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If Your Password Is On This List, CHANGE IT NOW!

by Paul Arnote (parnote)

Some portions of this article are from the SplashData press release.

SplashData has released their list of the most common passwords found on the internet. This makes them the worst passwords to use, opening up your accounts and personal data to being easily hacked by nefarious individuals.

Once again, "123456" and "password" top the list of the worst passwords. They have maintained that ranking since SplashData started releasing their worst passwords list in 2011.

SplashData compiled their report from over 2,000,000 (yes, two million) leaked passwords during the year. With this being their fifth annual list, it's quite amazing at how much people put their data at risk with the use of poor, weak and ineffective passwords.

Here is the 2015 Worst Passwords List Top 25:

Rank   Password   Change from 2014  
1 123456 Unchanged
2 password Unchanged
3 12345678 Up 1
4 qwerty Up 1
5 12345 Down 2
6 123456789 Unchanged
7 football Up 3
8 1234 Down 1
9 1234567 Up 2
10 baseball Down 2
11 welcome New
12 1234567890 New
13 abc123 Up 1
14 111111 Up 1
15 1qaz2wsx New
16 dragon Down 7
17 master Up 2
18 monkey Down 6
19 letmein Down 6
20 login New
21 princess New
22 qwertyuiop New
23 solo New
24 passw0rd New
25 starwars New

For example, "1234567890", "1qaz2wsx" (first two columns of main keys on a standard keyboard), and "qwertyuiop" (top row of keys on a standard keyboard) all appear in the top 25 list for the first time, but they are each based on simple patterns that would be easily guessable by hackers.

As in past years' lists, simple numerical passwords remain common, with six of the top 10 passwords on the 2015 list comprised of numbers only.

Sports remain a popular password theme. While baseball may be America's pastime, "football" has overtaken it as a popular password. Both appear in the Top 10 of SplashData's list, with "football" climbing three spots to number seven and "baseball" dropping two spots to number 10.

When it comes to movies and pop culture, The Force may be able to protect the Jedi, but it won't secure users who choose popular Star Wars terms such as "starwars," "solo," and "princess" as their passwords. All three terms are new entries on this year's list.

Other passwords appearing on the 2015 list that did not appear on the 2014 list include "welcome", "login" and "passw0rd."

SplashData, provider of password management applications including SplashID for consumers and TeamsID for businesses (but not for Linux), releases its annual list in an effort to encourage the adoption of stronger passwords to improve Internet security. According to SplashData, the passwords evaluated for the 2015 list were mostly held by users in North America and Western Europe. The "Worst Passwords List" shows that many people continue to put themselves at risk for hacking and identity theft by using weak, easily guessable passwords.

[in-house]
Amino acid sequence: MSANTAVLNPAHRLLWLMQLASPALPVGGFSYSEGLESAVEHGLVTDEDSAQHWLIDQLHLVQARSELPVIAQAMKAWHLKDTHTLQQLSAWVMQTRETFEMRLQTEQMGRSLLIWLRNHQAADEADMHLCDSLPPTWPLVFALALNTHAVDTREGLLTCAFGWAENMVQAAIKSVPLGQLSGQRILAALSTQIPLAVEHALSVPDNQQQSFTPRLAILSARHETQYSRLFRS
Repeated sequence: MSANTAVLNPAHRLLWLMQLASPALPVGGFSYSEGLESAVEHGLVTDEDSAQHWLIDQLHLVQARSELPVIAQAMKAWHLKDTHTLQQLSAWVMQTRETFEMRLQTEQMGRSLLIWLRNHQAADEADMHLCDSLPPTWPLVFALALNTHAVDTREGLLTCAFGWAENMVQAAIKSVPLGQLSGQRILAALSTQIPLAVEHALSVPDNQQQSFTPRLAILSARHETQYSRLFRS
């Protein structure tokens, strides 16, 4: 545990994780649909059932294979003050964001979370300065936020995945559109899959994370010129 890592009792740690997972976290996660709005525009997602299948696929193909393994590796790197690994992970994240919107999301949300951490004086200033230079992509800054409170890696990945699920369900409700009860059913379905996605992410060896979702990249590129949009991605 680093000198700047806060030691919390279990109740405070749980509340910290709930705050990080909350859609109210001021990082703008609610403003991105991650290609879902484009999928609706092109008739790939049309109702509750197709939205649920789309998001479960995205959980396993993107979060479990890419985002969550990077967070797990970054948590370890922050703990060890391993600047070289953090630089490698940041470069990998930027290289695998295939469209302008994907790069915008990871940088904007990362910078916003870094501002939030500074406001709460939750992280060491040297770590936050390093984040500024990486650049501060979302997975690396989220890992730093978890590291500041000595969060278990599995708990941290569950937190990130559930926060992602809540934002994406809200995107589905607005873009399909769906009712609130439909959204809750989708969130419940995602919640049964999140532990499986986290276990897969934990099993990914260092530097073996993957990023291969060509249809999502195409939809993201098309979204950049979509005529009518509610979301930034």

"We have seen an effort by many people to be more secure by adding characters to passwords, but if these longer passwords are based on simple patterns they will put you in just as much risk of having your identity stolen by hackers," said Morgan Slain, CEO of SplashData. "As we see on the list, using common sports and pop culture terms is also a bad idea. We hope that with more publicity about how risky it is to use weak passwords, more people will take steps to strengthen their passwords and, most importantly, use different passwords for different websites."

PCLinuxOS users can use KeePassX as a capable password manager. It is available in the PCLinuxOS repository, and can be installed on your computer via Synaptic.

We have covered password security before in the pages of The PCLinuxOS Magazine. If you want to review our previous articles, here is a list for your convenience.

September 2013: Password Security Revisited
April 2007: What's In A Password?
November 2013: KeePassX: Not In The Cloud
March 2010: Secure Passwords Made Easy
September 2009: Secure Passwords With openssl

To summarize best password practices, do the following:

  1. Don't use the same username and password on multiple websites.

  2. Make your passwords 12 characters or more in length. Longer, complex passwords are harder to hack and crack.

  3. Avoid the use of personally identifiable information, like birthdays, anniversaries, telephone numbers, names of wife/girlfriend, children and other family members.

  4. Avoid the use of popular hobbies, sports, sports teams, or movie characters/stars, or anything else related to pop culture.

  5. Use a mix of letters, numbers and punctuation marks. Vary the case of the letters you use. An "A" and an "a" are not the same on the vast majority of systems.

Also, it's ok to "seed" your unique passwords with a common "root" password. This way, you can easily make each site you visit have a very unique password. For example, seeding all of your passwords with a unique passphrase (e.g. iHearTd3BBi3), you can tailor each site by adding information unique to that site. So, your password for Yahoo! Mail might become iHearTd3BBi3y!MaiL. Or, it could be 16;iHearTd3BBi3yM. You decide how you want to construct your passwords, and don't divulge your methodology to ANYONE!

You owe it to yourself -- and to the security of your data and personal information -- to protect that which is dear and vital to you, which is YOU!

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